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Still Waters

Hindenburg mystery solved after 76 years?

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The dream was a fleet of hydrogen-filled airships criss-crossing the globe, silvered hulls shining in the sunlight. And for a while the fantasy became reality, For the Hindenburg was the Concorde of its day – able to cross the Atlantic in about three days, twice as fast as going by sea.

With nearly 100 on board, the 245m airship was preparing to land at Lakehurst, New Jersey, on 6 May 1937, when the age of airship travel ended. In front of horrified onlookers, the Hindenburg exploded and plunged to the ground in flames. Thirty-five of those on board died.

http://www.independe...rs-8517996.html

http://www.dailymail...ip-explode.html

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Thanks for the link its interesting read

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Static electricity makes sense. Given that the crew had been circling the airfield and the electrical storm that had abated not long before, it is a much more sensible conclusion than saboutage.

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I would love to see a return of Hydrogen rigid airships. They could be built today to be as safe as flying in a modern airliner. They are far less polluting and could be used for a variety of tasks including lifting heavy loads.

Just a shame this accident wiped out the chance of any future development.

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I would love to see a return of Hydrogen rigid airships. They could be built today to be as safe as flying in a modern airliner. They are far less polluting and could be used for a variety of tasks including lifting heavy loads.

Just a shame this accident wiped out the chance of any future development.

Helium would be a completely safe (if expensive) non-flamable alternative to Hydrogen. I wonder if the two gases could be mixed at a ratio that would render the hydrogen less explosive, they might have different specific gravity (if that is the correct term for the weight of gases); one might "float" above the other and therefore you could still have a pocket of highly flammable gas, but they could be keep homogenized with blowers inside the envelope.

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I don't know about the return of "air-ships"

Seems like a large, low flying target for those wishing to do harm.

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Helium would be safer, but like you said much, much, MUCH more expensive, and in fact running in short supply these days. There have been helium shortages as of late, and only about 6 or 7 sites worldwide produce all of the worlds helium.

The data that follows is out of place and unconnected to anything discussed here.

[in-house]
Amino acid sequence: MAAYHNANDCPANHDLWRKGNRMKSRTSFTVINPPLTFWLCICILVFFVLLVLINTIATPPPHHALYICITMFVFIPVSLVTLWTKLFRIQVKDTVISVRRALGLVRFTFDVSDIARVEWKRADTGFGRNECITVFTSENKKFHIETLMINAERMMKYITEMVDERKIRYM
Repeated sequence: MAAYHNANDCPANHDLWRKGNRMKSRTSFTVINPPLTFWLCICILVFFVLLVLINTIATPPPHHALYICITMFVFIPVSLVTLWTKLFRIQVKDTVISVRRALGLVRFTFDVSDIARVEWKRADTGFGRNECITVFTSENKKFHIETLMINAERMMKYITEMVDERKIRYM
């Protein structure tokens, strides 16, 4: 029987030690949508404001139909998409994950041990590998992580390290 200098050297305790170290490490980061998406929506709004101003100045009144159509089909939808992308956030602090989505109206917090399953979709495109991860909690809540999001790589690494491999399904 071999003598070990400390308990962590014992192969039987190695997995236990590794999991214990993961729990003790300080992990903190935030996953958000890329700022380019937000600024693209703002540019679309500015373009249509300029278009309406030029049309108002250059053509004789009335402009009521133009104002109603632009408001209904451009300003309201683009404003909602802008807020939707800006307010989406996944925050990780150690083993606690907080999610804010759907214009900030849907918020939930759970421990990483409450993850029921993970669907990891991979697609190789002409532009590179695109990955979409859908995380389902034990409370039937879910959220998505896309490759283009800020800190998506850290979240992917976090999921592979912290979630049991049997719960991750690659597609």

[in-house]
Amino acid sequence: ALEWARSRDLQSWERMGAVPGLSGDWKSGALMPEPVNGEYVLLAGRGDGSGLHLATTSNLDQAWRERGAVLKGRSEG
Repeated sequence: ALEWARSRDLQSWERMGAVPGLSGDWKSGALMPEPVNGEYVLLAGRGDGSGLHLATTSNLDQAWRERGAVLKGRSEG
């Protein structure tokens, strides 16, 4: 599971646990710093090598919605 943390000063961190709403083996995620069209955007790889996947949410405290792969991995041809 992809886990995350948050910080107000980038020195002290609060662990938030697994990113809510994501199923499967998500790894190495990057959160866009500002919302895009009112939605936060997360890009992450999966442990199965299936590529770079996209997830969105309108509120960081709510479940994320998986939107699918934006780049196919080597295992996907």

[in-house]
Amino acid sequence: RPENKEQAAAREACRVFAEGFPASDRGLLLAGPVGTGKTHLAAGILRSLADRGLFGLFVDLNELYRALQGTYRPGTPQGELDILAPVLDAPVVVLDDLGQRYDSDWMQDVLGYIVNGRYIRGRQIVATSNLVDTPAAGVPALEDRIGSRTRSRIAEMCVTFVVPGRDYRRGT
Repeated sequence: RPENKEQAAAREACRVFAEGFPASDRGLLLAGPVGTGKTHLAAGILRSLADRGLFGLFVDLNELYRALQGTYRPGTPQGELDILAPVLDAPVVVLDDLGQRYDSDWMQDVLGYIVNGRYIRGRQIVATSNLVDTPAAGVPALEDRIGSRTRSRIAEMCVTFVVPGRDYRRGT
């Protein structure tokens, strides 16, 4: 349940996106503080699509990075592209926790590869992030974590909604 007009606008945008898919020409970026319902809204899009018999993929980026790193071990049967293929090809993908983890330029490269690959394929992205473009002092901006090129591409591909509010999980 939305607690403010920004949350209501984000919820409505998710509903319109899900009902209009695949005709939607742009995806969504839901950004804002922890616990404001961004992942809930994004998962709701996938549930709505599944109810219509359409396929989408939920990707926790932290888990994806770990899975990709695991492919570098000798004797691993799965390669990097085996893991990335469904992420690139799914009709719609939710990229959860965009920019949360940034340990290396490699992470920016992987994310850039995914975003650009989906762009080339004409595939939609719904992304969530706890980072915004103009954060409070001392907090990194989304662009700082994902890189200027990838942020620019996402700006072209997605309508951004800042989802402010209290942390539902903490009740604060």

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Hydrogen is as safe as Helium and much cheaper. The major problem with the dirigibles is they are under powered. They need to be powered by more powerful engines to deal with the air winds and currents but it would be wonderful to bring them back to transportation service.

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Posted (edited)

I would love to see a return of Hydrogen rigid airships. They could be built today to be as safe as flying in a modern airliner. They are far less polluting and could be used for a variety of tasks including lifting heavy loads.

Just a shame this accident wiped out the chance of any future development.

Have you ever read Jasper Fforde's books? One of his series is set in an alternate universe in 1985 and there the only mode of air transportation is rigid airships. :D Each town/village has a station like a train station.

re: the article... I thought it was determined a long time ago that static electricity was the culprit.

Edited by Lady Kasey

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Hydrogen is as safe as Helium and much cheaper. The major problem with the dirigibles is they are under powered. They need to be powered by more powerful engines to deal with the air winds and currents but it would be wonderful to bring them back to transportation service.

Hydrogen is not at all as safe as Helium! It is extremely flammable! Helium is not flammable at all :)

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But I thought that the mythbusters did that a few years ago.

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This has been mentioned before in regards to the Hindenburg.And Hydrogen is not safe.If I remember correctly;there is a reserve of helium out in west Texas.I think it's out near San Angelo and you may have to google it.

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This has been mentioned before in regards to the Hindenburg.And Hydrogen is not safe.If I remember correctly;there is a reserve of helium out in west Texas.I think it's out near San Angelo and you may have to google it.

Yes you are right there is a helium reserve out in West Texas. Here is more information about that reserve and the global helium shortage: http://www.popularmechanics.com/science/health/med-tech/why-is-there-a-helium-shortage-10031229

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Posted (edited)

Helium would be a lot funnier

*

Edited by lightly
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if we could breathe this much hot air into their balloon, they might have something......

;-)

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Ah yes good old uncle Hans he did like to sneak of for a cigarette. :whistle:

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yeah it sounds about right or aleast a possible explanation anyway.it could also be something else as well.anyway I am saying that its one of many possible reasons not that it its the only one.but why don't we make them as much like before.airships and etc.another cool and amazing feature to add is the following:replace the fuel sources with like solar power and wind power lol.and make them bigger and safer of course and faster.